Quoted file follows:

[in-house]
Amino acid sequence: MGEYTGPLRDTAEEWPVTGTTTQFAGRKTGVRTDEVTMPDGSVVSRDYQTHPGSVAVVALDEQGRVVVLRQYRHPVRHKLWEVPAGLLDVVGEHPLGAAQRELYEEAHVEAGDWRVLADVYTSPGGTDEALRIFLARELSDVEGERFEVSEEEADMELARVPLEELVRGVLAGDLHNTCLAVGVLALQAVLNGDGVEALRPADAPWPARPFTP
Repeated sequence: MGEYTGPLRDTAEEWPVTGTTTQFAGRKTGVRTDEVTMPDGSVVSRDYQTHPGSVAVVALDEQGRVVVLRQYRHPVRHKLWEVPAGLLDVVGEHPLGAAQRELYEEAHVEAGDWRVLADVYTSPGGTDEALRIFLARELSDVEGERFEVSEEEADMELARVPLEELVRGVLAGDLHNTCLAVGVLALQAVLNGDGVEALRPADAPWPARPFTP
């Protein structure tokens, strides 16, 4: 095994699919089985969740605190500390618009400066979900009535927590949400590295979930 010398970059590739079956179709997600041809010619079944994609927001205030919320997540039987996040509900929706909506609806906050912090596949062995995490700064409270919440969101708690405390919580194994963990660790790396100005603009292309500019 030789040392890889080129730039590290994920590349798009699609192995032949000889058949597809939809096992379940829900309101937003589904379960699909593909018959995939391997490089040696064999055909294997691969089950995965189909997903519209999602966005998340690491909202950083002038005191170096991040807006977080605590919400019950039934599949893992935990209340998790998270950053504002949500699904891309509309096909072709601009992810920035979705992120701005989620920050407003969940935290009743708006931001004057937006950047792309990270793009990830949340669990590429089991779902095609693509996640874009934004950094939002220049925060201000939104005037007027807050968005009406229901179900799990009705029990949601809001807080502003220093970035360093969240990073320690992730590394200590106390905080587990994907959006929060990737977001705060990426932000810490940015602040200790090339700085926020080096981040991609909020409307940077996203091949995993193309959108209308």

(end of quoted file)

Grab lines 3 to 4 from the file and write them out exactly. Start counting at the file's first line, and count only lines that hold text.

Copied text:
Repeated sequence: MGEYTGPLRDTAEEWPVTGTTTQFAGRKTGVRTDEVTMPDGSVVSRDYQTHPGSVAVVALDEQGRVVVLRQYRHPVRHKLWEVPAGLLDVVGEHPLGAAQRELYEEAHVEAGDWRVLADVYTSPGGTDEALRIFLARELSDVEGERFEVSEEEADMELARVPLEELVRGVLAGDLHNTCLAVGVLALQAVLNGDGVEALRPADAPWPARPFTP
């Protein structure tokens, strides 16, 4: 095994699919089985969740605190500390618009400066979900009535927590949400590295979930 010398970059590739079956179709997600041809010619079944994609927001205030919320997540039987996040509900929706909506609806906050912090596949062995995490700064409270919440969101708690405390919580194994963990660790790396100005603009292309500019 030789040392890889080129730039590290994920590349798009699609192995032949000889058949597809939809096992379940829900309101937003589904379960699909593909018959995939391997490089040696064999055909294997691969089950995965189909997903519209999602966005998340690491909202950083002038005191170096991040807006977080605590919400019950039934599949893992935990209340998790998270950053504002949500699904891309509309096909072709601009992810920035979705992120701005989620920050407003969940935290009743708006931001004057937006950047792309990270793009990830949340669990590429089991779902095609693509996640874009934004950094939002220049925060201000939104005037007027807050968005009406229901179900799990009705029990949601809001807080502003220093970035360093969240990073320690992730590394200590106390905080587990994907959006929060990737977001705060990426932000810490940015602040200790090339700085926020080096981040991609909020409307940077996203091949995993193309959108209308």